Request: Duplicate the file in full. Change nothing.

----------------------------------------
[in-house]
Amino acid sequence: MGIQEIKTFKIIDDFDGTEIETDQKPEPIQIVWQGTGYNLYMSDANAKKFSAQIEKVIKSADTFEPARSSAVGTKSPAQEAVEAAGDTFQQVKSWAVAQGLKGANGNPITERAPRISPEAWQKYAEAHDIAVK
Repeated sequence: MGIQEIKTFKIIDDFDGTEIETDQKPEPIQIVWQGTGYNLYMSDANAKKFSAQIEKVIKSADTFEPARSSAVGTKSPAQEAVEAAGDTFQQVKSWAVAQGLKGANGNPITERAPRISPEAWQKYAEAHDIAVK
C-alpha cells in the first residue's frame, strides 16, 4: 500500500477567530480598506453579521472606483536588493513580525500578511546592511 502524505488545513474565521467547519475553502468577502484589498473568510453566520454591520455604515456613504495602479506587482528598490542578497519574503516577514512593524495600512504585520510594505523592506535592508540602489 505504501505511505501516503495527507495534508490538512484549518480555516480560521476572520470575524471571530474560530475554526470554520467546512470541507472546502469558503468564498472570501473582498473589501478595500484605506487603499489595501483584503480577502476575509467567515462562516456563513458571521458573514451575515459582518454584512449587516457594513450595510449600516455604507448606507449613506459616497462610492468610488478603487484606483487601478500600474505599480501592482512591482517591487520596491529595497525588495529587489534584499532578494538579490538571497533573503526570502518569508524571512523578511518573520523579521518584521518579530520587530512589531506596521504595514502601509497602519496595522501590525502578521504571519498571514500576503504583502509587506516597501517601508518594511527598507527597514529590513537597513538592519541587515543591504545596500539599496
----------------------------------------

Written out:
[in-house]
Amino acid sequence: MGIQEIKTFKIIDDFDGTEIETDQKPEPIQIVWQGTGYNLYMSDANAKKFSAQIEKVIKSADTFEPARSSAVGTKSPAQEAVEAAGDTFQQVKSWAVAQGLKGANGNPITERAPRISPEAWQKYAEAHDIAVK
Repeated sequence: MGIQEIKTFKIIDDFDGTEIETDQKPEPIQIVWQGTGYNLYMSDANAKKFSAQIEKVIKSADTFEPARSSAVGTKSPAQEAVEAAGDTFQQVKSWAVAQGLKGANGNPITERAPRISPEAWQKYAEAHDIAVK
C-alpha cells in the first residue's frame, strides 16, 4: 500500500477567530480598506453579521472606483536588493513580525500578511546592511 502524505488545513474565521467547519475553502468577502484589498473568510453566520454591520455604515456613504495602479506587482528598490542578497519574503516577514512593524495600512504585520510594505523592506535592508540602489 505504501505511505501516503495527507495534508490538512484549518480555516480560521476572520470575524471571530474560530475554526470554520467546512470541507472546502469558503468564498472570501473582498473589501478595500484605506487603499489595501483584503480577502476575509467567515462562516456563513458571521458573514451575515459582518454584512449587516457594513450595510449600516455604507448606507449613506459616497462610492468610488478603487484606483487601478500600474505599480501592482512591482517591487520596491529595497525588495529587489534584499532578494538579490538571497533573503526570502518569508524571512523578511518573520523579521518584521518579530520587530512589531506596521504595514502601509497602519496595522501590525502578521504571519498571514500576503504583502509587506516597501517601508518594511527598507527597514529590513537597513538592519541587515543591504545596500539599496